If you found Zac Efron's humble journey into the world of EDM insufferable in We Are Your Friends, it's possible the Netflix original movie XOXO has the RPMs your looking for. While the story of a bedroom DJ with big dreams of mainstream success is still the core track being spun it's just one of a multitude of familiar beats linking colorfully-clad, lambent youngsters searching for meaning in the music. There's nothing new or vaguely original here, but the film does capture the hypnagogic appeal of the rave scene, which is something Hollywood has often struggled with.
Against my better judgment the film managed to grab me, even though its situations are ridiculous and the characters little more than cliches. But then I thought back to one of my favorite spirit-lifting movies, 2000's rave scene drama Groove, and it's telling the exact same story. I may be much older now (uggghhhhh) but the allure of letting the surreal haze of the music and, yes, rampant drug use, transport us away from reality is still the same. It doesn't seem to matter what the movie, there's always a storybook quality to movies set in the rave culture (Nowhere, Go, as further examples, two more personal faves) and XOXO is no different.
First-time director Christopher Louie, who came up with the story himself, doesn't let himself get bogged down by any particular narrative structure or visual/sonic approach. It's a series of moments and experiences, loosely connected by sounds and emotions, which can be exhilarating at times but also frustratingly vague. The first character we meet is the one that binds everyone together: Ethan Shaw (Graham Phillips), an American kid whose first track just scored a million Youtube hits. Apparently that's enough for his best friend and manager Tariq (Brett DelBuono) to book him a spot on the grand stage at XOXO, the country's biggest EDM festival. Modern Family star Sarah Hyland plays the resident newcomer/naive attendee, Krystal, who hopes to meet a guy she believes is her soulmate at the party. How does she know? Because he sent her a copy of Ethan's track and it spoke to her. Awww shucks. Other cliches strewn about include the cynical veteran raver (played by comedian Chris D'Elia) who hates this new crop of DJs; a young couple (Haley Kiyoko and Colin Woodell) sharing one last magical night together before going their separate ways; and a narcissistic star DJ (Ryan Hansen, perfectly cast as a jerk) who sees it all as a business.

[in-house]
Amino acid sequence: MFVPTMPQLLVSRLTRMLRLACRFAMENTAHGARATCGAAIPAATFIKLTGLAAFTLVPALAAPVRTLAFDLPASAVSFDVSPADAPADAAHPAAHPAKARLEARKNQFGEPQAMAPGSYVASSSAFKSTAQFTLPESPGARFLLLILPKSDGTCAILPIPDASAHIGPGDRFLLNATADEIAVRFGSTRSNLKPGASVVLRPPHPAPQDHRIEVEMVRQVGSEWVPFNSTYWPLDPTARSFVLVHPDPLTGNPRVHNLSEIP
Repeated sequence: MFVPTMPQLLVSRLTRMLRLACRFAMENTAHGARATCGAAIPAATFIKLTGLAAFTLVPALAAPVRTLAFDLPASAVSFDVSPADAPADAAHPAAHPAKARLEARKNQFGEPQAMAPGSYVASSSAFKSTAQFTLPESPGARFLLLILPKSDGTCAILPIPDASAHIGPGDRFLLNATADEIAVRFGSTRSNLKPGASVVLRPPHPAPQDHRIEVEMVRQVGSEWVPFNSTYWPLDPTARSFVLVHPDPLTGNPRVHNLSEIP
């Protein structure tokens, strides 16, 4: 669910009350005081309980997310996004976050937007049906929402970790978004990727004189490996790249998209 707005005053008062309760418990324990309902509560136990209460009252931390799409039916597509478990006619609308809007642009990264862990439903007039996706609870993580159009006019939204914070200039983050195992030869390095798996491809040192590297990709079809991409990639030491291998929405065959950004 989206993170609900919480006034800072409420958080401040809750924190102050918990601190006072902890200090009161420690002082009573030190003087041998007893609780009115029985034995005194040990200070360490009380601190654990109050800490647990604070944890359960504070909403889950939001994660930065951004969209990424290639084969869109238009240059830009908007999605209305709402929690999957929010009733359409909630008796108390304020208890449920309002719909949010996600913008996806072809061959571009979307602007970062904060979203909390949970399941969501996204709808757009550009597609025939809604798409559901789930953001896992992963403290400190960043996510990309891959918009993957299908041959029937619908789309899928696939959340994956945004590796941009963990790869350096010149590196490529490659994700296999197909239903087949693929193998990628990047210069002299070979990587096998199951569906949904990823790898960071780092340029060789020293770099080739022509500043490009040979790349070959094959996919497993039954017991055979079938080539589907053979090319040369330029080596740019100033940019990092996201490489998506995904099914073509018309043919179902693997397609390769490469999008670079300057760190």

Of course, Ethan does it for the love of the music. We don't learn much else about him, and Louie, with a screenplay credit to Dylan Meyer, seems more concerned about where these characters are than where they've been. And where they are is awash in an array of dizzying sights and sounds. The fluorescent spray budget alone must have set this production back a truckload, but it combines with the music, overseen by legendary DJ Pete Tong, to create an electric atmosphere. Perhaps it was Tong's influence but there's a great deal of respect shown to the music and the culture, which doesn't often happen. At the very least you can tell this was made by people who may have actually attended a rave in their lives. Crazy, I know.
Where the movie falters is in some of its lame attempts at trippy humor. A party bus breaks down on the way to the event, causing a near riot. Another brouhaha breaks out when all of the tickets are sold, with neon-lit misfits in weird costumes scrambling like an asteroid is about to hit. One character's drug-fueled spiral into psychedelia feels forced and sorta perfunctory, as if this wouldn't be a rave movie without showing that side of it. But then it's basically ignored so why even have it? A heart-to-heart in the middle of a filthy sewer is quite literally the pits of what XOXO has to offer in terms of laughs. Older people are either jaded curmudgeons or sage-like mentors dispensing advice on their young, drugged-out padewans.
Phillips and Hyland, the latter also credited as a producer, are charming in capturing that moment in life when the possibilities seem endless. XOXO isn't especially deep, but there's always room for another film about marching to the beat of one's own drum machine.
Rating: 3 out of 5